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Did Victorian sexism influence Darwin’s theory of sexual selection? Of course it did.


It proposes simple explanations that don’t hold up in the biological complexity of the natural world:

according to a new paper, published in Science, Charles Darwin’s patriarchal world view led him to dismiss female agency and mate choice in humans.

He also downplayed the role of female variation in other animal species, assuming they were rather uniform, and always made similar decisions. And he thought there was enormous variation among the males who battled for female attention by showing off stunning ranges of skills and beauty. This maintained the focus on the dynamics of male dominance hierarchies, sexual ornamentation and variation as drivers of sexual selection, even if females sometimes did the choosing.

But do Darwin’s ideas on sexual selection hold up today?

Matthew Wills, “Evolution: how Victorian sexism influenced Darwin’s theories – new research” at The Conversation (January 20, 2022)

Wills offers a number of thoughts as to why they don’t, adding,

Inevitably, Darwin’s world view was shaped by the culture of his time, and his personal writings make it difficult to mount a particularly robust defence. In a letter from 1882, he wrote “I certainly think that women, though generally superior to men to [sic] moral qualities are inferior intellectually; & there seems to me to be a great difficulty from the laws of inheritance … in their becoming the intellectual equals of man”.

He also deliberated over the relative merits of marriage, famously noting: “Home, & someone to take care of house — Charms of music & female chit-chat. — These things good for one’s health. — but terrible loss of time”.

Matthew Wills, “Evolution: how Victorian sexism influenced Darwin’s theories – new research” at The Conversation (January 20, 2022)

Eye candy: The male pipefish incubates the eggs:

By the way, how could the pipefish’s behavior possibly have evolved without some underlying intelligence in the universe?

We hope this sort of discussion won’t lead to efforts to “deplatform” Darwin because there are lots of discussions we need to have. The good news is that, after all these years, it looks like we are beginning to have some of them.

The paper is closed access.

You may also wish to read: Commentator Vox Day has some harsh words for E. O. Wilson’s detractors at Scientific American. The thing is, when Wilson was alive, Darwinians denied the racism or insisted it was irrelevant and that Darwin’s sacred cause was to oppose slavery, yada yada …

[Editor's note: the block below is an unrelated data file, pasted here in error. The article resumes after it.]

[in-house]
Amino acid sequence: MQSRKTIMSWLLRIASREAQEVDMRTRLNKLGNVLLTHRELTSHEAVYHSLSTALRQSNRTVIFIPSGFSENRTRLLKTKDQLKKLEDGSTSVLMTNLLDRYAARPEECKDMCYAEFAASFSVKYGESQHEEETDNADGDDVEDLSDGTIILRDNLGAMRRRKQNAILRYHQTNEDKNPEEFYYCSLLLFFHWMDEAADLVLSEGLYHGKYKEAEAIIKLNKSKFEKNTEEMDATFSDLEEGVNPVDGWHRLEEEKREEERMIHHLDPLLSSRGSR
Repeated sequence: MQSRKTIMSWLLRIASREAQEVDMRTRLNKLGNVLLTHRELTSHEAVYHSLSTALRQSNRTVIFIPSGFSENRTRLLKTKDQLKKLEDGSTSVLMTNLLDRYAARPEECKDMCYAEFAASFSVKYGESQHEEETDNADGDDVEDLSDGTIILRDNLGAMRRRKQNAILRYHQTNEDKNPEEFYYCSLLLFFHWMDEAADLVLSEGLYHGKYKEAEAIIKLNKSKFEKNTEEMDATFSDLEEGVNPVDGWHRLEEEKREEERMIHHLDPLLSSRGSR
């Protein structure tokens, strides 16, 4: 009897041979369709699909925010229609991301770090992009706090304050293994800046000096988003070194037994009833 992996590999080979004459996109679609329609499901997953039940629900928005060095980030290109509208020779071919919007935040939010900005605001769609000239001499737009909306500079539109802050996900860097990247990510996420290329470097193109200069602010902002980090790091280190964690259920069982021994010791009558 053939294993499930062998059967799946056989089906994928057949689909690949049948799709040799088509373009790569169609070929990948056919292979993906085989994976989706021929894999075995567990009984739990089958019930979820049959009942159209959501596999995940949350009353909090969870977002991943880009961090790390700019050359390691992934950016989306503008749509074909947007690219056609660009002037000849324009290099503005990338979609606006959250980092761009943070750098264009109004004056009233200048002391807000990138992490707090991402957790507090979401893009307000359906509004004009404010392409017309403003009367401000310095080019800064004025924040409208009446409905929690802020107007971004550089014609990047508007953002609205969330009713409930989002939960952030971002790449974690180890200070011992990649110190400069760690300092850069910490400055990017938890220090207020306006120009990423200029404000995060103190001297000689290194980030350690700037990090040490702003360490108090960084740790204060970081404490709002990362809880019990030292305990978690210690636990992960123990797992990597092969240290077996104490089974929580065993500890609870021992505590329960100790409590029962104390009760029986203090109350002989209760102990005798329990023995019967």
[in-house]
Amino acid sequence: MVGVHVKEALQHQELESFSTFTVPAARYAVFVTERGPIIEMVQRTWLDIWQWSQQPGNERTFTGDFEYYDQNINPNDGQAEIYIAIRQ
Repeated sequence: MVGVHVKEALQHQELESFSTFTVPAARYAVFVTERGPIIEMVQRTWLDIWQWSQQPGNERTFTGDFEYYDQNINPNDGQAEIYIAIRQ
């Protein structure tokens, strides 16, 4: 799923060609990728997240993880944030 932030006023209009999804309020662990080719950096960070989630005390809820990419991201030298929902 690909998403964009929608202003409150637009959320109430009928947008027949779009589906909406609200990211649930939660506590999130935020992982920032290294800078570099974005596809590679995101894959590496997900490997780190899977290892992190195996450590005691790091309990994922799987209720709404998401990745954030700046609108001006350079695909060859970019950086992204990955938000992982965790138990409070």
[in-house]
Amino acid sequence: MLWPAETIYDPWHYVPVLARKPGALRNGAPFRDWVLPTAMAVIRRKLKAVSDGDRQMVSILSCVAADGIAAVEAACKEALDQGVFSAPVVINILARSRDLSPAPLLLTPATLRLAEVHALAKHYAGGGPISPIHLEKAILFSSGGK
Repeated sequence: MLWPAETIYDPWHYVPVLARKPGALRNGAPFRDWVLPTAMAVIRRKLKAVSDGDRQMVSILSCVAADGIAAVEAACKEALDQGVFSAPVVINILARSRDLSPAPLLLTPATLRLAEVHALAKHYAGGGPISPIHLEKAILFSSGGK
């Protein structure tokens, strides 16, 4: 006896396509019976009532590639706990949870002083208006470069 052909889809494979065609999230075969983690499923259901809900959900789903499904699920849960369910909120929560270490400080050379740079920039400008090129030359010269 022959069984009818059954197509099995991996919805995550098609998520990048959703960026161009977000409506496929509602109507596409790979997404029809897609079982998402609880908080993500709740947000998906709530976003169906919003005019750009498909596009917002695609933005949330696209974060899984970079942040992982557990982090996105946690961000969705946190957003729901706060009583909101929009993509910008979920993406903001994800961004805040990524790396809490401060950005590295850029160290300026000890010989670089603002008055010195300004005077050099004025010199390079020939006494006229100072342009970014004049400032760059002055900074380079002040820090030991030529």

It is important to keep in mind any historical figure lived in their time, not ours. He was a man of his time and biased by those things he was taught to believe to be true. In some cases, such as racism, he went beyond the norms, but was still in line with the elites of his day. Darwin should be debated on evidence, rather than what he believed compared to what is known today. The evidence tells us that Darwin's beliefs were wrong on everything from speciation to race. Speciation has never been witnessed and, had he done his due diligence, would have realized humans are nothing like the rest of the animals. He should judged by the standard of his day, which was that of a lazy person who was determined to find what he wanted to find. BobRyan
from a Darwinian paper (2007)
Challenging Darwin’s theory of sexual selection May a biologist in these polarized times dare suggest that Darwin is a bit wrong about anything? Even worse, does a biologist risk insult, ridicule, anger, and intimidation to suggest that Darwin is incorrect on a big issue? We have a test case before us. Darwin appears completely mistaken in his theory of sex roles, a subject called the ‘theory of sexual selection.’1
https://www.amacad.org/publication/challenging-darwins-theory-sexual-selection martin_r
More precisely, the culture of his caste. Farm and artisan households in the 1850s didn't have "charms of music and female chit-chat". Everyone was expected to work as soon as they could hold a tool or pick up a bucket. polistra

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